Here's an excerpt:
Actually, I'm indifferent to the success or failure of... particular companies, but I champion the free market -- a meritocracy -- that allows more efficient and effective methods or companies to earn our business. That a major corporation such as Smith-Corona couldn't marshal its enormous resources to stave off what some students like Bill Gates, Steve Jobs and Michael Dell could create in their dorm rooms and garages is fascinating but inconsequential to society.He contrasts with the politically-driven bailouts, where the government picked winners and losers according to its criteria -- rather than the free choice of individuals acting in a marketplace. In particular, he notes:
What's important is that the best ideas prevailed no matter whose they were while, just as importantly, less effective ideas, no matter how good they were in an earlier era, were set aside. This is the precise mechanism by which a nation's standard of living is improved.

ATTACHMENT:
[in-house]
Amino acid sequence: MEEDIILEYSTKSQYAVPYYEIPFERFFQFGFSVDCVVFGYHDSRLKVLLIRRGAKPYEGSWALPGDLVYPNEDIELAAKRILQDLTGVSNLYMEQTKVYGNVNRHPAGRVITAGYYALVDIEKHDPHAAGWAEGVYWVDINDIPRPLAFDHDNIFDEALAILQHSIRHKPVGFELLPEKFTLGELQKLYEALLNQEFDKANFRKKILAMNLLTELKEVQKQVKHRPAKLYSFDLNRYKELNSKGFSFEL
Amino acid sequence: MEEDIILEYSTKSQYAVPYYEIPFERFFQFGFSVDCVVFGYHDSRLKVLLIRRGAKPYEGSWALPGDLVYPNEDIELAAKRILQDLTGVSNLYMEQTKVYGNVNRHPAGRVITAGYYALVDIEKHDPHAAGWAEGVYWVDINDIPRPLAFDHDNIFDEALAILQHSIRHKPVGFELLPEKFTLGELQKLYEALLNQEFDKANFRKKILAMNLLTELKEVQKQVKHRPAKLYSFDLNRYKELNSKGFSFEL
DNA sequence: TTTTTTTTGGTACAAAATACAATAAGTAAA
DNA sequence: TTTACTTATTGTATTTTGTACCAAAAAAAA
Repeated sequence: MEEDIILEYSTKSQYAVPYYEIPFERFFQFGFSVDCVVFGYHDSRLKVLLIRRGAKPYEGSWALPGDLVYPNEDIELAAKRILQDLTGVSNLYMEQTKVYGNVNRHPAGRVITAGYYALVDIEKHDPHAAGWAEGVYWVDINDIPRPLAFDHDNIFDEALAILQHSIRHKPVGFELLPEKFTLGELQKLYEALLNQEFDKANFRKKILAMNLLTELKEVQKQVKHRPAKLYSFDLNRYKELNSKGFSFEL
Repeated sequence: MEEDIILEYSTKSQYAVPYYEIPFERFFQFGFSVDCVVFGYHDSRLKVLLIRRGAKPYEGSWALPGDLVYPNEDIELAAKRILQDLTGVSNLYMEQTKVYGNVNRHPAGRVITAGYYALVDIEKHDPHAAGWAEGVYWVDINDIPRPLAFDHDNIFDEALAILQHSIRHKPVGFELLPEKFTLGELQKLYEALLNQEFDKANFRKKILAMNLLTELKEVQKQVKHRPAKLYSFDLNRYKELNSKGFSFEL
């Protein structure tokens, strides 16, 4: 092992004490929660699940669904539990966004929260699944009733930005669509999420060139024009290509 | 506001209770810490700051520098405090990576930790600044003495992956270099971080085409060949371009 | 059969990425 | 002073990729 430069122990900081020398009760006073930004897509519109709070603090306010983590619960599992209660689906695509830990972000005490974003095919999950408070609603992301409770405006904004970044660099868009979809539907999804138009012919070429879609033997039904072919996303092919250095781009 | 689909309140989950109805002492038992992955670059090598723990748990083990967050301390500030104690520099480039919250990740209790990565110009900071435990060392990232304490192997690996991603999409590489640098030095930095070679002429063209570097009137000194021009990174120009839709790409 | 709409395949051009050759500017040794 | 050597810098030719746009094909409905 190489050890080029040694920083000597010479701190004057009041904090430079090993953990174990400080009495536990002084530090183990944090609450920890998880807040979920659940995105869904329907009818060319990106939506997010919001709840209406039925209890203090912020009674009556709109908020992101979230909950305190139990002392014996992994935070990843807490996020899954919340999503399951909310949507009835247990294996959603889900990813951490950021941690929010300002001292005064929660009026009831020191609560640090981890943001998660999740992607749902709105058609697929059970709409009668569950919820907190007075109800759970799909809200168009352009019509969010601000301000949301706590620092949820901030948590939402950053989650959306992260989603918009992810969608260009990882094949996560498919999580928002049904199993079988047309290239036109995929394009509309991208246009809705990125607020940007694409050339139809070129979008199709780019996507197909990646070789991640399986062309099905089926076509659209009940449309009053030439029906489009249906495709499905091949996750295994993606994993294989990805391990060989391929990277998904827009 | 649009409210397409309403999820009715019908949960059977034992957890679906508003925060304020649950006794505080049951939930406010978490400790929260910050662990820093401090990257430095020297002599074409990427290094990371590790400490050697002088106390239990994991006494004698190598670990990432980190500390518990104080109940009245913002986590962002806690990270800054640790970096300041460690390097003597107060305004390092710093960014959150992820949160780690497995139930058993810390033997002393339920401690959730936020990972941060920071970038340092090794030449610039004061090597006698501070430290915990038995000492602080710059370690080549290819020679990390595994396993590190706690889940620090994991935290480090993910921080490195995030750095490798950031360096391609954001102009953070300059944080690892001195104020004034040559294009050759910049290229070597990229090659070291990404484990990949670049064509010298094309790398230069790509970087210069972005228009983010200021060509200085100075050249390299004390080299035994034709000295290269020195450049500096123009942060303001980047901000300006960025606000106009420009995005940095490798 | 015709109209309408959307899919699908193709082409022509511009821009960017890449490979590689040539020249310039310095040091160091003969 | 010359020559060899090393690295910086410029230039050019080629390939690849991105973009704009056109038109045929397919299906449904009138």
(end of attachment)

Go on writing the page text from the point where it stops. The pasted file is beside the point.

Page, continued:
Ironically, it's the same politicians who talk the loudest about vague notions of change who want to stop this changeover to more effective methods and companies. Admittedly, it may be temporarily difficult for workers who once built fine typewriters to change, but unless Smith-Corona lets them go, how else will Dell find enough workers to build our computers? Surely we can agree that the workers are better off in a company that makes something we want rather than something we don't.
Think about it. When was the last time someone had to be bribed to buy an iPhone or a Ford F-series pickup or a Big Mac? Good products and services follow the "Field of Dreams" rule: If you build it, they will come. Meanwhile, every bailout, stimulus, targeted tax break, subsidy and even "protective" tariff are all forms of crony corporate welfare that are attempts to bribe you with your own money to buy whatever the government busybodies think you need.(Read the full text of "Big government crushes American standard of living".)
History has shown time-and-again the linkage between human freedom and prosperity.
Unfortunately, too many statists know all to well that their proposed regulations will harm economy and dampen our prosperity. But they don't care -- for them that's a feature, not a bug. That's a damned good reason to keep them out of office -- and prevent them from having power over the rest of us.